City uses cannabis grant to open Boys & Girls Club this summer at Woodlake Community Center, operated by the city and Boys & Girls Club of the Sequoias with coordination from school district
WOODLAKE – The city’s investment in the cannabis industry is starting to flower, in the form of a long-awaited boys and girls club set to open at Woodlake Community Center this summer thanks to a $600,000 cannabis-related grant.
The club will serve at least 100 pre-teen and teenage youth yearly, and will be open daily for at least four hours to provide youth tools for academic success, to build good character and citizenship and to develop healthy lifestyles through healthy diet and commitment to fitness. The plan is to achieve these outcomes for youth via mentorship-based programs, service-based programs and curriculum focused on substance abuse prevention and teaching leadership skills.
Jason Waters, Woodlake’s community services director, said the goal is to have the club up and running by July or August. The grant is for operating the program for three years, which will be operated by Woodlake and the Boys & Girls Club of the Sequoias with coordination from Woodlake Unified School District.
New money, new progress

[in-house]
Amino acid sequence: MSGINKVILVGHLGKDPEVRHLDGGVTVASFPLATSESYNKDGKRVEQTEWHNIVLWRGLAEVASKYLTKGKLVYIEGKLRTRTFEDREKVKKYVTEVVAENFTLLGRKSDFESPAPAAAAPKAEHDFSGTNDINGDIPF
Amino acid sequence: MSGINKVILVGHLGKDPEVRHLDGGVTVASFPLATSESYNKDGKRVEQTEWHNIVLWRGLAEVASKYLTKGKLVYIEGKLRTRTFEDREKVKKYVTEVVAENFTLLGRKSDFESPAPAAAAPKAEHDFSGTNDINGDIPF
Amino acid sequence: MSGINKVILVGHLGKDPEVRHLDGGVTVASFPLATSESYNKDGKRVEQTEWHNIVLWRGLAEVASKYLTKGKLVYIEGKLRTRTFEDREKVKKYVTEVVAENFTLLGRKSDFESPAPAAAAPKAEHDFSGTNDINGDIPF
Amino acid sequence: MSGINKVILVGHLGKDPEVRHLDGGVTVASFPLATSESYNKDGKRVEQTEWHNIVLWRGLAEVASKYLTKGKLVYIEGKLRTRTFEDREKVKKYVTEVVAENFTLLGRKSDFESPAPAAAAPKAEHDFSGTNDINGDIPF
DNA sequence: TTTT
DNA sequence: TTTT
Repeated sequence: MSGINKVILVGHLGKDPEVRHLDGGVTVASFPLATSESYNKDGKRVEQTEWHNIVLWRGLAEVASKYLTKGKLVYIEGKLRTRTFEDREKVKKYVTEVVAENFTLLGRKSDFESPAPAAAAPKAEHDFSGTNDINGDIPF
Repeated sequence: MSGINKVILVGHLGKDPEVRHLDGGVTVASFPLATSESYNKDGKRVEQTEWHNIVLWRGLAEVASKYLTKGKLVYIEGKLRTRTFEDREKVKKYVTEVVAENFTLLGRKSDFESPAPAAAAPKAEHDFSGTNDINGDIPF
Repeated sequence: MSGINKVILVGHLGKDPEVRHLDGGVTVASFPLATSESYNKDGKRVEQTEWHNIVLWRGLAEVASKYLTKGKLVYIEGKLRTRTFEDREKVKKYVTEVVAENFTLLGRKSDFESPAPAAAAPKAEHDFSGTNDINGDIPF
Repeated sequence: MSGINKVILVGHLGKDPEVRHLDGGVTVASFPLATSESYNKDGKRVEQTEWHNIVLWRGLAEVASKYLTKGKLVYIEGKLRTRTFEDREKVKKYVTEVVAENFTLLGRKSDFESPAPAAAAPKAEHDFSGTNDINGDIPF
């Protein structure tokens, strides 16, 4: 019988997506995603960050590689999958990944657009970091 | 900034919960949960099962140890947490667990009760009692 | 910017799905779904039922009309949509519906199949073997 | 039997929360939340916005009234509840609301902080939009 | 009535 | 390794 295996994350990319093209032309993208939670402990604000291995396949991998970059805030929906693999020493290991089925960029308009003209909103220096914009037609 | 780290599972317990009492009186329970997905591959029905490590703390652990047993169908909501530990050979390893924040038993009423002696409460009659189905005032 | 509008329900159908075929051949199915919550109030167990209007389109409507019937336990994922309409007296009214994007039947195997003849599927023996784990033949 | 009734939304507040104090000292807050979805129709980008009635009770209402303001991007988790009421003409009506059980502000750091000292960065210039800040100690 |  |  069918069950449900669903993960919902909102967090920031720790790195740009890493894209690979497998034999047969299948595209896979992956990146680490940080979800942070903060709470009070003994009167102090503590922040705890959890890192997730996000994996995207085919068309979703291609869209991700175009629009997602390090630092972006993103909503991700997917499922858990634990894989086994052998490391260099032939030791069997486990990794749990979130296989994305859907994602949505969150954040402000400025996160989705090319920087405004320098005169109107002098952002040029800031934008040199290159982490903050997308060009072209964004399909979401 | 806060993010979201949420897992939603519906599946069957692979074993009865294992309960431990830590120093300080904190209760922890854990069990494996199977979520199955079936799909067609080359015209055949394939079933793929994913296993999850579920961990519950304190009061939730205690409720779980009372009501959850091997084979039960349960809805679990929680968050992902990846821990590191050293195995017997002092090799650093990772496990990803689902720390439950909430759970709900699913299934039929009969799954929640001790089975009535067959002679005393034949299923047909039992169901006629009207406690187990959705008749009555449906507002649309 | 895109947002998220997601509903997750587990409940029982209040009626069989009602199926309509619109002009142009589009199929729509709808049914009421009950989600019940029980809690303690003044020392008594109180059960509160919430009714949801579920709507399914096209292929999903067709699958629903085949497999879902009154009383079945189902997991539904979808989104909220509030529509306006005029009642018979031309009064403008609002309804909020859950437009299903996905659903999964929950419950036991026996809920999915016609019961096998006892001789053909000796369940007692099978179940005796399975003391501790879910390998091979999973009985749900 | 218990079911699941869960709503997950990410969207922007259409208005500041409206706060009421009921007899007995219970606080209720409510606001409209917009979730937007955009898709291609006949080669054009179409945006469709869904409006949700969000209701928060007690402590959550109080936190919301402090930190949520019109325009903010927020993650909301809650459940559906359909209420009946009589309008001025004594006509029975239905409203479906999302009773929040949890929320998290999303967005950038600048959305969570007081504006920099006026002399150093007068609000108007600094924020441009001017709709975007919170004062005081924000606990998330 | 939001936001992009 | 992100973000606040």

It’s no secret that Woodlake has become a destination for the cannabis industry in Tulare County, and community projects like the boys and girls club are just the beginning of what’s possible with the money coming in. Since passing Measure S—a local tax on marijuana businesses at a maximum rate of 10% of gross receipts or $25 per square foot—in 2017, the city of under 8,000 has amassed about $1.5 million in marijuana tax revenue, with about $880,000 that has been reinvested into parks and recreation.
Woodlake’s current tax rates sit at 5% of gross receipts and $6.00 per square foot for cultivation, but that doesn’t include the heap of annual regulatory fees for operating marijuana businesses within the city. Retail calls for $10,144 annually, manufacturing $20,234, testing labs $4,450, distribution $4,454 and cultivation—$10,139 for up to 5,000 square feet, $15,209 for up to 22,000 square feet.
Some businesses, like the upcoming Consolidated Gardens, approved in March by the planning commission, check multiple boxes—four in the case of Consolidated Gardens, approved for conditional use permits for cultivation, distribution, manufacturing and non-storefront retail. Woodlake gives a 10-15% fee reduction for combining two or three licenses respectively.
But the boys and girls club comes from a different upside to getting into the cannabis industry: access to state funding. Waters said last week the city was awarded $600,368 from the state’s Prop. 64 Public Health and Safety Grant Program, which awards money from the state’s cannabis tax and fee revenues to cities that allow for commercial cultivation and retail sales of cannabis.
“Not only are we getting revenue locally, but it also made us eligible on the state side of things—we were able to get some money there too, which is pretty nice,” Waters said.